The Kit-Kat Club

 

If you are partial to a certain brand of chocolate biscuit, you may be surprised to learn that the appellation of the club was, in all likelihood, derived from the name of a pie maker or the mutton pies he baked. Historical sources have varying opinions.

 

Formed probably around 1700, the titled members of the Kit-Kat (otherwise called Kit-Cat, Kit-Catt and Kit-Katt, with and without the hyphen) met originally at a tavern on Shire Lane. Running parallel with Bell Yard and by the Temple Bar, the lane has long been lost beneath the Royal Courts of Justice. The Cat and Fiddle was the house of noted pieman Christopher Katt (or Catt, or even Catling) and his mutton pies were known as ‘kit-kats’. Thirty-nine noblemen and gentlemen met to discuss literature, art and Whig politics, including ‘the Dukes of Somerset, Richmond, Grafton, Devonshire, and Marlborough’; ‘the Earls of Dorset, Sunderland, Manchester, Wharton, and Kingston’; the Earl of Stanhope; Viscount Cobham; Lord Halifax; Sir Robert Walpole and Sir John Vanbrugh; writers Joseph Addison, William Congreve and John Locke, as well as artist Sir Godfrey Kneller. Many of the latter’s ‘kit-kat’ portraits of the members are at Beningborough Hall in Yorkshire, courtesy of a collaboration between the National Trust and the National Portrait Gallery.

 

Christopher ‘Kit’ Catt’s pies became a feature of the Club’s suppers and in The Spectator, Joseph Addison clearly denotes them as the source of the nomenclature. In the prologue to a comedy in Volume 9, it says: “A Kit-Kat is a supper for a lord.” Nevertheless, Dr. King, in Art of Cookery, published 1708, considers the honour goes to the pieman himself:

 

His glory far, like Sir-Loins, Knighthood flies.

Immortal made as Kit-cat by his Pies.

 

This all seems fairly cut and dried, but there is yet another possibility. It is conceivable that the club stemmed from an earlier institutional practice. According to John Timbs, in 1699 one Elkanah Settle designated a manuscript poem thus: “To the most renowned the President and the rest of the Knights of the most noble Order of the Toast.” Timbs states that the verses assert “…the dignity of the Society; and Malone supposes the Order of the Toast to have been identical with the Kit-Kat Club…”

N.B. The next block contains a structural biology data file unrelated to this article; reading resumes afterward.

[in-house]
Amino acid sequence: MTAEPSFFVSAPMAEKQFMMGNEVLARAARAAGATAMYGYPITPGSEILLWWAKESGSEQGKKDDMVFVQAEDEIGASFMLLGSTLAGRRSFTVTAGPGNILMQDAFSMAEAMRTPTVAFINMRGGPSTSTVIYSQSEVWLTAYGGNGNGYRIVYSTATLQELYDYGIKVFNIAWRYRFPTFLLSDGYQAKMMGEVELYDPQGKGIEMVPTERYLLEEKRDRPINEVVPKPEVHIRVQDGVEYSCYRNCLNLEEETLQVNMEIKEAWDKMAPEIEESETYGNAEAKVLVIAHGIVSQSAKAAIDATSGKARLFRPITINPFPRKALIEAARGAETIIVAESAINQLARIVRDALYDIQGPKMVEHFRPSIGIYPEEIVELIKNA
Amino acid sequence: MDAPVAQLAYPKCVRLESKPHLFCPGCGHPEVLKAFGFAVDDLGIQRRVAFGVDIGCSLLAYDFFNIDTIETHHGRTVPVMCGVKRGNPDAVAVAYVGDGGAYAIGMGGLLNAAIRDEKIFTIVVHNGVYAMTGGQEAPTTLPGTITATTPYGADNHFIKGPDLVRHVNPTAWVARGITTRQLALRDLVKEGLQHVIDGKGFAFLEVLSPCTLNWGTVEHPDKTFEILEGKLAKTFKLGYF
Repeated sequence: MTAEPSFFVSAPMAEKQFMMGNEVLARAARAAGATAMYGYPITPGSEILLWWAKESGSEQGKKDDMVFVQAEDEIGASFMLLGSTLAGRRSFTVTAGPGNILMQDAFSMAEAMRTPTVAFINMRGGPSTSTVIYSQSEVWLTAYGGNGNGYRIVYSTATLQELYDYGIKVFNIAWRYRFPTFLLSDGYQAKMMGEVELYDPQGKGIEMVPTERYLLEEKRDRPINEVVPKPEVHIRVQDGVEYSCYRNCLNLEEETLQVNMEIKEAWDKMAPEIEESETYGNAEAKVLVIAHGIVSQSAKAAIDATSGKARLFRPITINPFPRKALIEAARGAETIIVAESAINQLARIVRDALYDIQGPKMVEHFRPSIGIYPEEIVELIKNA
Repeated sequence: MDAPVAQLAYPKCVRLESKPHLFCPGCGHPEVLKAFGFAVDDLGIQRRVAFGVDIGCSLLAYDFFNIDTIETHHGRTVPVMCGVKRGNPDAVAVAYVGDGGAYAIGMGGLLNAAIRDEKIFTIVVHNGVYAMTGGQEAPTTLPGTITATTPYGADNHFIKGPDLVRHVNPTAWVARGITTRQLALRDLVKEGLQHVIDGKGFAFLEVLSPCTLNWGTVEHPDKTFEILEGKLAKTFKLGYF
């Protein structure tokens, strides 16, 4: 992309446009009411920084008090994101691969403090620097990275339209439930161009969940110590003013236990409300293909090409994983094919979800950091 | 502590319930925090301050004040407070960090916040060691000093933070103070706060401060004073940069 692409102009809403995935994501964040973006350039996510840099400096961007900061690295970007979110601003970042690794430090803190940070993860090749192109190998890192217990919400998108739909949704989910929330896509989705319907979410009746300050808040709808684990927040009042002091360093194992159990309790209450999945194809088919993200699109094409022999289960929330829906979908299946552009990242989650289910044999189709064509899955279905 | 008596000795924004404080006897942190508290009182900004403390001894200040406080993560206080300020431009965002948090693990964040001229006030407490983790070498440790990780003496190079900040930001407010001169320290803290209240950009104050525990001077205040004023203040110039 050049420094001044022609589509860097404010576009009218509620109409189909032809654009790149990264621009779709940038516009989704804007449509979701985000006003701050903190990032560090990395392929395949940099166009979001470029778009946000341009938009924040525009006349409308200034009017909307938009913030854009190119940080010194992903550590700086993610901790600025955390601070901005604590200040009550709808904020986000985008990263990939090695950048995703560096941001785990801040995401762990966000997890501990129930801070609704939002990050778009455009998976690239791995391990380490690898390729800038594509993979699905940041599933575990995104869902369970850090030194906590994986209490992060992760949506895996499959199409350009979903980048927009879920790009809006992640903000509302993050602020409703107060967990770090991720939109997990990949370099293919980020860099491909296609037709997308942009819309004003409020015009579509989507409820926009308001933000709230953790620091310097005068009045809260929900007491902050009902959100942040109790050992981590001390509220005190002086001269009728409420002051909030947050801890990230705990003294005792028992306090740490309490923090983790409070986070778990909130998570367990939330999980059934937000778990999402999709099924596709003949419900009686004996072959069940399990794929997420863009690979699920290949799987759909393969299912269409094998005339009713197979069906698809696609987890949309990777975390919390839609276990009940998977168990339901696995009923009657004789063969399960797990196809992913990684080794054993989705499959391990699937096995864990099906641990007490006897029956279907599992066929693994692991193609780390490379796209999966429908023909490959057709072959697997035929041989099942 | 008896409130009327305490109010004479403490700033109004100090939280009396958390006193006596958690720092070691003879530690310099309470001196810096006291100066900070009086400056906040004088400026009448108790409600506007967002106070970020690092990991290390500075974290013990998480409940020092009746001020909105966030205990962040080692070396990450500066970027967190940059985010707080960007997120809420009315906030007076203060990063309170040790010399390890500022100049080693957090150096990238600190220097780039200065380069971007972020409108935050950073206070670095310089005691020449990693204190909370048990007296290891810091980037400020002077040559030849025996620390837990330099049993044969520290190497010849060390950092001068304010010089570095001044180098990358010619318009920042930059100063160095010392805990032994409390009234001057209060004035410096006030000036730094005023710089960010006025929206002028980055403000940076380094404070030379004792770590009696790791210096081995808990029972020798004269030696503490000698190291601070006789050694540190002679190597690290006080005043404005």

A further possibility is a purported ‘friendship’ between the pieman and bookseller Jacob Tonsen, whereby pastries were offered to poets and authors either by the one or the other. Did Tonsen have a first refusal on new works? Meetings apparently became weekly and since Christopher traded under the sign of the Cat and Fiddle, it is not beyond the bounds for one wag to have put the two together.

 

Whether or not those well-bred gentlemen deigned to pass ‘along the narrow and filthy pathway of Shire-lane,’ the Kit-Kat Club possessed a set of toasting glasses. Each was ‘inscribed with a verse, or toast to some reigning beauty; among whom were the four shining

daughters of the Duke of Marlborough—Lady Godolphin, Lady Sunderland, Lady Bridgewater, and Lady Monthermer…’ The list also included the ‘witty niece’ of Sir Isaac Newton, the Duchess of Bolton, Lady Carlisle and Lady Wharton. It would appear from an epigram written by Dr. John Arbuthnot, the Queen’s physician, that he considered the name of the club to come from this after-dinner custom rather than from the celebrated maker of ‘mutton pyes’.